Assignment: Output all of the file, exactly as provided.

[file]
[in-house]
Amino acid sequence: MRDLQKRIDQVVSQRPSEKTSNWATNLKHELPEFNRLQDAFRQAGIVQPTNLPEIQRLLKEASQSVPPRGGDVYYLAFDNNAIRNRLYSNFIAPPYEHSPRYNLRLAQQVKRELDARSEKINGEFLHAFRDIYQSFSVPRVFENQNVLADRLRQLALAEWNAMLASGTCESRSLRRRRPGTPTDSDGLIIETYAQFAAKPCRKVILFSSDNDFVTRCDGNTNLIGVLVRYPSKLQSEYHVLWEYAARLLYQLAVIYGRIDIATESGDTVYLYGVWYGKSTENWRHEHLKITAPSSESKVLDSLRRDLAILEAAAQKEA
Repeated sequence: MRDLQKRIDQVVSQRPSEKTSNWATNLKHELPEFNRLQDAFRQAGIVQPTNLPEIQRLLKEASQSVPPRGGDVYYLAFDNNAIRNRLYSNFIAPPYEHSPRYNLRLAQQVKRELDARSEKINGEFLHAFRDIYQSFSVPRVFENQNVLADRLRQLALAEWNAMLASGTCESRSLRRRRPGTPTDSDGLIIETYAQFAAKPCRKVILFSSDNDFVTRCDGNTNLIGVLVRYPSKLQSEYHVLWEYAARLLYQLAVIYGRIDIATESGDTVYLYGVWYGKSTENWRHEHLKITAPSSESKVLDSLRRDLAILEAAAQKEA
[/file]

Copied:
[in-house]
Amino acid sequence: MRDLQKRIDQVVSQRPSEKTSNWATNLKHELPEFNRLQDAFRQAGIVQPTNLPEIQRLLKEASQSVPPRGGDVYYLAFDNNAIRNRLYSNFIAPPYEHSPRYNLRLAQQVKRELDARSEKINGEFLHAFRDIYQSFSVPRVFENQNVLADRLRQLALAEWNAMLASGTCESRSLRRRRPGTPTDSDGLIIETYAQFAAKPCRKVILFSSDNDFVTRCDGNTNLIGVLVRYPSKLQSEYHVLWEYAARLLYQLAVIYGRIDIATESGDTVYLYGVWYGKSTENWRHEHLKITAPSSESKVLDSLRRDLAILEAAAQKEA
Repeated sequence: MRDLQKRIDQVVSQRPSEKTSNWATNLKHELPEFNRLQDAFRQAGIVQPTNLPEIQRLLKEASQSVPPRGGDVYYLAFDNNAIRNRLYSNFIAPPYEHSPRYNLRLAQQVKRELDARSEKINGEFLHAFRDIYQSFSVPRVFENQNVLADRLRQLALAEWNAMLASGTCESRSLRRRRPGTPTDSDGLIIETYAQFAAKPCRKVILFSSDNDFVTRCDGNTNLIGVLVRYPSKLQSEYHVLWEYAARLLYQLAVIYGRIDIATESGDTVYLYGVWYGKSTENWRHEHLKITAPSSESKVLDSLRRDLAILEAAAQKEA